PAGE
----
• Andrew French
    2019-06-18 19:19

    70% of trades made on Wall Street are ran by algorithms. It took HBO 25 years to receive an Emmy nomination, Netflix did it in 6 months. Google and Amazon not only control what you see in your search results, but how much you pay for a product based on your world view. All of this is done faster than a human can blink, all thanks to something called the algorithm. Algorithms are automated programs, a type of primitive artificial intelligence, that influence our lives and the world we live in without us ever knowing they exist. They make hedge funds billions of dollars, they know what your political opinions are, they know who would make the best life partner for you, and they sometimes even know what you’re going to think before you think it. In our post-industrial age, this digital revolution of automated machines is only going to continue growing faster and smarter; until one day - we will have reached the singularity.

  • William Schram
    2019-05-28 19:19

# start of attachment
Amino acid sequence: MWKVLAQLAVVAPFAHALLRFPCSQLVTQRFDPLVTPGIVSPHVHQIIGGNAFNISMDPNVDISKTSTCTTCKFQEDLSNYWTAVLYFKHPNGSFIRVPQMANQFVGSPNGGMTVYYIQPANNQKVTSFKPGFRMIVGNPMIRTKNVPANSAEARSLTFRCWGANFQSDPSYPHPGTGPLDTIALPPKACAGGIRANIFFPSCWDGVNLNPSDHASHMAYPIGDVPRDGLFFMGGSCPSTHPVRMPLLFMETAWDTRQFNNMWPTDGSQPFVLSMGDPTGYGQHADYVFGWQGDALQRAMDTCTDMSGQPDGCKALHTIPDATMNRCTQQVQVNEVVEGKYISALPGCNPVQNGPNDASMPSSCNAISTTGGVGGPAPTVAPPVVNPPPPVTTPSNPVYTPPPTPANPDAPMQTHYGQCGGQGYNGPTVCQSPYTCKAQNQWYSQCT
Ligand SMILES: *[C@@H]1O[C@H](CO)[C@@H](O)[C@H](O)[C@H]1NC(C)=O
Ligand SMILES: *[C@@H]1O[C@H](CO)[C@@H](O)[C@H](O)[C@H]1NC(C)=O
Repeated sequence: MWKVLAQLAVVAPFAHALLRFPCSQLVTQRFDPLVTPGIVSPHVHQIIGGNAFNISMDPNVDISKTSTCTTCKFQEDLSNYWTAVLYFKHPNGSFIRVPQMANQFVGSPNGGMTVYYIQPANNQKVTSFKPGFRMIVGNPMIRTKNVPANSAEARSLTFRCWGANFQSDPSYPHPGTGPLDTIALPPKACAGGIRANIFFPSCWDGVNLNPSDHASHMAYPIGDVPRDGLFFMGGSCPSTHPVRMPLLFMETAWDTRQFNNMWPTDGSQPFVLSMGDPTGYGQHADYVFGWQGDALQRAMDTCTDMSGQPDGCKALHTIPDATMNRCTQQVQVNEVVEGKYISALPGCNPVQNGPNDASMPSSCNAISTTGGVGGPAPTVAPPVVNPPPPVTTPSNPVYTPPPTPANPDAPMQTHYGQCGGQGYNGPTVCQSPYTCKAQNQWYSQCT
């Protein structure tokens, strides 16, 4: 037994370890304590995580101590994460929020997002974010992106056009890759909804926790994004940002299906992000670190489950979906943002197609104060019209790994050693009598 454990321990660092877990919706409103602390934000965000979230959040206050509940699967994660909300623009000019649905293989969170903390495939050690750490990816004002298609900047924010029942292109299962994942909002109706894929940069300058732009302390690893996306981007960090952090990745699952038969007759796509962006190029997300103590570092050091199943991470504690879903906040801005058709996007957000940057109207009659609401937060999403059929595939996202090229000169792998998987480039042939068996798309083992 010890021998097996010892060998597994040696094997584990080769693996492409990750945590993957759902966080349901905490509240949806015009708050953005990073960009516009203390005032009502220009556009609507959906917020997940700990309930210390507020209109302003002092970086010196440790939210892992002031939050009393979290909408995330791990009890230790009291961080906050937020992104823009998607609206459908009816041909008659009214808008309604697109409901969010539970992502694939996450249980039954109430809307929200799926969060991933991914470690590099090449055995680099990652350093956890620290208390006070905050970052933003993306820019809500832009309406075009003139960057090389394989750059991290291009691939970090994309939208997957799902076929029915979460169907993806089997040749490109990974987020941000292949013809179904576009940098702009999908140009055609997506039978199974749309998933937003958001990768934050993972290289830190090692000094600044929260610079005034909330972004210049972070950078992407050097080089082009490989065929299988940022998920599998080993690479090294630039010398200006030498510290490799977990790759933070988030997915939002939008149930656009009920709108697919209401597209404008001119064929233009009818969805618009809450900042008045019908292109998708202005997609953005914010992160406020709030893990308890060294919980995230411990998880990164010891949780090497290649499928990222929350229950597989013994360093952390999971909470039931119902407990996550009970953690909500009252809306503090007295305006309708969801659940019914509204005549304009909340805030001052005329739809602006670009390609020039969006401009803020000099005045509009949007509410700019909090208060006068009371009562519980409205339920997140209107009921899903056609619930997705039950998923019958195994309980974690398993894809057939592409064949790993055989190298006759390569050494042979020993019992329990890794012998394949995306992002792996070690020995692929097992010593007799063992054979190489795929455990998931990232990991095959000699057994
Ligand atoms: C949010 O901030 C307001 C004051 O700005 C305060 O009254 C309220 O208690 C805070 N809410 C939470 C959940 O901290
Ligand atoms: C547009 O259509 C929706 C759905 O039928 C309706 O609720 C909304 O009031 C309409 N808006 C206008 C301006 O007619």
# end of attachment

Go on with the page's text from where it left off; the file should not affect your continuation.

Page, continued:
This book was pretty good. It describes the good and bad aspects of reducing everything to a set of data. Some of it is rather frightening in scope. Sure you've heard of self-driving cars, but would you need to have a non-self-driving car in an emergency of some kind? This book is merely a cursory introduction to algorithms and how they affect our lives. In some ways it could turn into some kind of nightmarish dystopia, but in others it can improve our way of life.The author presents a lot of examples of human bias getting in the way of reason, while at the same time acknowledging that there are many things that computers and algorithms can't do well. The biggest one could be object recognition. At the same time, it probably won't take too long for us all to be like those characters on Wall-E; fat and unemployed since all of the jobs are done by robots.